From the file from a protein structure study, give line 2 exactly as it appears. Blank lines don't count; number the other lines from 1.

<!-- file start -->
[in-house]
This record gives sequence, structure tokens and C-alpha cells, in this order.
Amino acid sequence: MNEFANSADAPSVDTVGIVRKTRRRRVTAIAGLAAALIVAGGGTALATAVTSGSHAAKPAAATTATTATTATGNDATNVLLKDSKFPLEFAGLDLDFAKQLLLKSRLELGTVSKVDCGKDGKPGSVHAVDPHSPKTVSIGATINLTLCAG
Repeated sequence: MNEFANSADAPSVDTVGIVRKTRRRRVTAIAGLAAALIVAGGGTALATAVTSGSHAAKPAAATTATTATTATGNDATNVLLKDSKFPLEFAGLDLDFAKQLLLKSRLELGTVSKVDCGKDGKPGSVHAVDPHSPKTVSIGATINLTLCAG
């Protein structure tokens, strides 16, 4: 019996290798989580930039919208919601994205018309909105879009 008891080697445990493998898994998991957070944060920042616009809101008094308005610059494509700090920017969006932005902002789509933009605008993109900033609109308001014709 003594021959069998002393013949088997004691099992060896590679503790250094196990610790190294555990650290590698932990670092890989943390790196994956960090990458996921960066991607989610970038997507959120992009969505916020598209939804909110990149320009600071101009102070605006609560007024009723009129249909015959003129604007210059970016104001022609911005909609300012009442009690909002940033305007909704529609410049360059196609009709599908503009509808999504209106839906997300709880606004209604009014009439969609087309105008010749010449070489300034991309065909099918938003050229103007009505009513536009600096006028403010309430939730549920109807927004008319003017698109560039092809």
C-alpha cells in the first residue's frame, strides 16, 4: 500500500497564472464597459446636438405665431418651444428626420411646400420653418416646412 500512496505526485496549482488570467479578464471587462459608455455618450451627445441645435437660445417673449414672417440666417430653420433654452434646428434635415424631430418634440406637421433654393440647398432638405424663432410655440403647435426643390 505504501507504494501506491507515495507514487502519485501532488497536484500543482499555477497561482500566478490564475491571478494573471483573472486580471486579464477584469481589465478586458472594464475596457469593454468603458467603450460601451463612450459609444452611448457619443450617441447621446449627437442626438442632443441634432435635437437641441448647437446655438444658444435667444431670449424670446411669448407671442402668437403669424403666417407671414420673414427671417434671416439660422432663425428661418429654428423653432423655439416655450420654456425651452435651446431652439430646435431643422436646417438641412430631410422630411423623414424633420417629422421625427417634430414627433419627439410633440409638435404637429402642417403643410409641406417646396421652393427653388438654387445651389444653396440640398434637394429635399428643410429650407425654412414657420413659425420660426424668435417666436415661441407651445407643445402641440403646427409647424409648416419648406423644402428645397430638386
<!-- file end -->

This record gives sequence, structure tokens and C-alpha cells, in this order.